A will, in essence, is a document detailing how you would like your estate (assets and liabilities) handled after you pass away. It is often considered quite important to have one; particularly if you have specific intentions of who and where you wish to transfer your estate to. However, a will, as has been explored in recent court cases, can be informal. While not considered to be as solid and reliable as a formal will, in this article we will briefly explore what constitutes an informal will and how they are created; asking, is it worth the risk?

The matter of Sultanova v Bolgarow (2019) heard in the Victorian Supreme Court, showed one way an informal will can be made. Prior to her death, the deceased, Nina Elzow was having a will prepared by her solicitor. The draft will was finalised and a summary provided to Nina so that she could execute it. She told her solicitor that the will was in the exact form she wanted, however, Nina held off on executing her will as her solicitor was not available to attend to her. As she did not want to deal with any of the solicitor’s delegates, Nina ultimately passed away without executing her new will. The Court determined that the issue in the matter was whether Nina’s unexecuted will was her final will and testament, or whether her previous executed will should take its’ place. In the matter, this unexecuted will became Nina’s ‘informal will’, so to speak. The court held that the law does not restrict informal wills from being held as a person’s final testamentary intention. Essentially, if the facts of a case show that a person intended to adopt a document as their will, even if it is yet to be executed, it can be conceded as the person’s informal will.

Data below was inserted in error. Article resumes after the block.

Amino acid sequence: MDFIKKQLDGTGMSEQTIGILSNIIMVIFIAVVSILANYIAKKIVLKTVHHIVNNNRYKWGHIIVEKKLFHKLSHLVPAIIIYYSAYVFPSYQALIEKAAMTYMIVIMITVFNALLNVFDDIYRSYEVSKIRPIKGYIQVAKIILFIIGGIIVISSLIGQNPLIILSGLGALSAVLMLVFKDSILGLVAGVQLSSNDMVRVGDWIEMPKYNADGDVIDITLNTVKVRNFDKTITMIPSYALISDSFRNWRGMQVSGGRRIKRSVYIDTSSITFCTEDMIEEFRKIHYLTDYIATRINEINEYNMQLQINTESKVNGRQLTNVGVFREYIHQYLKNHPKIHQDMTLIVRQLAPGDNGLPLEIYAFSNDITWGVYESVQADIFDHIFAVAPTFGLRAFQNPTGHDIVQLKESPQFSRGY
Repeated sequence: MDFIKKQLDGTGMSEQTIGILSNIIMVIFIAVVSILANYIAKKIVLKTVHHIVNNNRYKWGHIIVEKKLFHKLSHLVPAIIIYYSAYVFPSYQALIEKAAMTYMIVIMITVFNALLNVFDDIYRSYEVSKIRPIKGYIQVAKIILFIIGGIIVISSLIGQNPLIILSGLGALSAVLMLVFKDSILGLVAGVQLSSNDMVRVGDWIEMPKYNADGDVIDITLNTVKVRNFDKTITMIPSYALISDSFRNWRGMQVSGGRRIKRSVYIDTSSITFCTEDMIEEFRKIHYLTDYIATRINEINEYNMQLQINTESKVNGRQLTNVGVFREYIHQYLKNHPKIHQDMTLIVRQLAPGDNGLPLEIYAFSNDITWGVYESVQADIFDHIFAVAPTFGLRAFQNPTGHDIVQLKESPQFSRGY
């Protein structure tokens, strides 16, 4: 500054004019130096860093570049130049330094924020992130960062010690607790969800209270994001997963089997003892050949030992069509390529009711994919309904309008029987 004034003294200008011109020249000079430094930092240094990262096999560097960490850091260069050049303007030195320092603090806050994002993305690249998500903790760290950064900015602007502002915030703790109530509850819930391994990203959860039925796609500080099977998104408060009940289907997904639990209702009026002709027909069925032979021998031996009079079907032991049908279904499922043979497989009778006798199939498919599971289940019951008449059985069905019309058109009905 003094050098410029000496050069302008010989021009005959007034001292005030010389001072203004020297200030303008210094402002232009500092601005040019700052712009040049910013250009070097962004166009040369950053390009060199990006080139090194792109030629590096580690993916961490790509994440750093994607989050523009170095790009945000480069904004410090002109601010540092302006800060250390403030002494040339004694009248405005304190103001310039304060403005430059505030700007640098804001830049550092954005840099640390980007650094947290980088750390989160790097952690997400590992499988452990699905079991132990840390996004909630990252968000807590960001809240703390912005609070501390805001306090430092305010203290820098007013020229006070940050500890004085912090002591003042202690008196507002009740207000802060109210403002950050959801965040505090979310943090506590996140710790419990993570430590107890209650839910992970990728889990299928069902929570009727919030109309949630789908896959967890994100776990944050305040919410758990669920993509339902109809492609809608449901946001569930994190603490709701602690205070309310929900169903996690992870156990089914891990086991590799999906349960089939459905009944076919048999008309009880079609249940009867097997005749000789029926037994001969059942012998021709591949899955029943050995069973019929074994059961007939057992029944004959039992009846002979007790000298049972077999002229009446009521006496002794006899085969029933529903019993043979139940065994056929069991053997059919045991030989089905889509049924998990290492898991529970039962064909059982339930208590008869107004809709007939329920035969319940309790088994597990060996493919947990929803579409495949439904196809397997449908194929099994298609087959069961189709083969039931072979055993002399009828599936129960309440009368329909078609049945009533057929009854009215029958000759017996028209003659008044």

While the above case showcases a relatively positive outcome in relation to informal wills, it is vital not to be tricked into false security. There are significant risks and detriments to having an informal will that typically outweigh this positive end. The psychological and financial expense of attending court to decide the will’s validity can be straining on your loved ones when you pass. A formal, executed will can abolish this stress and avoid the costly legal exercise. The reason being, there is little room to debate a formal will’s legal validity compared to an informal will. Having a formal will also prevents your estate from being distributed in accordance with the rules of intestacy, which may not provide outcomes you desired. Your estate inevitably will be distributed this way should you have no formal wills and should your informal will be deemed inadmissible or invalid. Having a formalised will can also minimise costs incurred by your estate as quite often it will reduce grounds for the contesting of your final intentions by providing clarity in your wishes.

 

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